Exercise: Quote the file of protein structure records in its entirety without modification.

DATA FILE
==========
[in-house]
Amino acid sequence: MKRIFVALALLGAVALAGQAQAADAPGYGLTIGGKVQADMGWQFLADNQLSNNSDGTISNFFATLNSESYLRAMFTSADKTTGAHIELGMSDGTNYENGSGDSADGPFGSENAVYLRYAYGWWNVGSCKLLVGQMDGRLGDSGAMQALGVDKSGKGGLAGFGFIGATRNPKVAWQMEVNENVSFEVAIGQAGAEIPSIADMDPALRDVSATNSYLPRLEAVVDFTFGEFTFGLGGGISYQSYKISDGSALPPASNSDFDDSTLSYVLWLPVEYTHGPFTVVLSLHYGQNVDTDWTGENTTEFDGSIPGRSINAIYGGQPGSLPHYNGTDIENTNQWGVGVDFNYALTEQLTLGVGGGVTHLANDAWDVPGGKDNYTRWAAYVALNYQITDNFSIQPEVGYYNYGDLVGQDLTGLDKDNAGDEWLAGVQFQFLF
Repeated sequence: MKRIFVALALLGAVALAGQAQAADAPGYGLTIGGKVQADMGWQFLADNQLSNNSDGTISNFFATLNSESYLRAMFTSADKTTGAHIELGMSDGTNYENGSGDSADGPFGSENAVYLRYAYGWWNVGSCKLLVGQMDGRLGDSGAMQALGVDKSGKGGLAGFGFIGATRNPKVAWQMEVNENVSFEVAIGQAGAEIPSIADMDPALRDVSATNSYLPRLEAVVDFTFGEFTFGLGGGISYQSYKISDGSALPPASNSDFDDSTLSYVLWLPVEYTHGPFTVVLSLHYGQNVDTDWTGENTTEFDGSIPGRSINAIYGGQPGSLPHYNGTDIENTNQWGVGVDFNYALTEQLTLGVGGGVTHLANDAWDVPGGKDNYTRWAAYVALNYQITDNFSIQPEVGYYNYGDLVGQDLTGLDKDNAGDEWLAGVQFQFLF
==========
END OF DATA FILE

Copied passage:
[in-house]
Amino acid sequence: MKRIFVALALLGAVALAGQAQAADAPGYGLTIGGKVQADMGWQFLADNQLSNNSDGTISNFFATLNSESYLRAMFTSADKTTGAHIELGMSDGTNYENGSGDSADGPFGSENAVYLRYAYGWWNVGSCKLLVGQMDGRLGDSGAMQALGVDKSGKGGLAGFGFIGATRNPKVAWQMEVNENVSFEVAIGQAGAEIPSIADMDPALRDVSATNSYLPRLEAVVDFTFGEFTFGLGGGISYQSYKISDGSALPPASNSDFDDSTLSYVLWLPVEYTHGPFTVVLSLHYGQNVDTDWTGENTTEFDGSIPGRSINAIYGGQPGSLPHYNGTDIENTNQWGVGVDFNYALTEQLTLGVGGGVTHLANDAWDVPGGKDNYTRWAAYVALNYQITDNFSIQPEVGYYNYGDLVGQDLTGLDKDNAGDEWLAGVQFQFLF
Repeated sequence: MKRIFVALALLGAVALAGQAQAADAPGYGLTIGGKVQADMGWQFLADNQLSNNSDGTISNFFATLNSESYLRAMFTSADKTTGAHIELGMSDGTNYENGSGDSADGPFGSENAVYLRYAYGWWNVGSCKLLVGQMDGRLGDSGAMQALGVDKSGKGGLAGFGFIGATRNPKVAWQMEVNENVSFEVAIGQAGAEIPSIADMDPALRDVSATNSYLPRLEAVVDFTFGEFTFGLGGGISYQSYKISDGSALPPASNSDFDDSTLSYVLWLPVEYTHGPFTVVLSLHYGQNVDTDWTGENTTEFDGSIPGRSINAIYGGQPGSLPHYNGTDIENTNQWGVGVDFNYALTEQLTLGVGGGVTHLANDAWDVPGGKDNYTRWAAYVALNYQITDNFSIQPEVGYYNYGDLVGQDLTGLDKDNAGDEWLAGVQFQFLF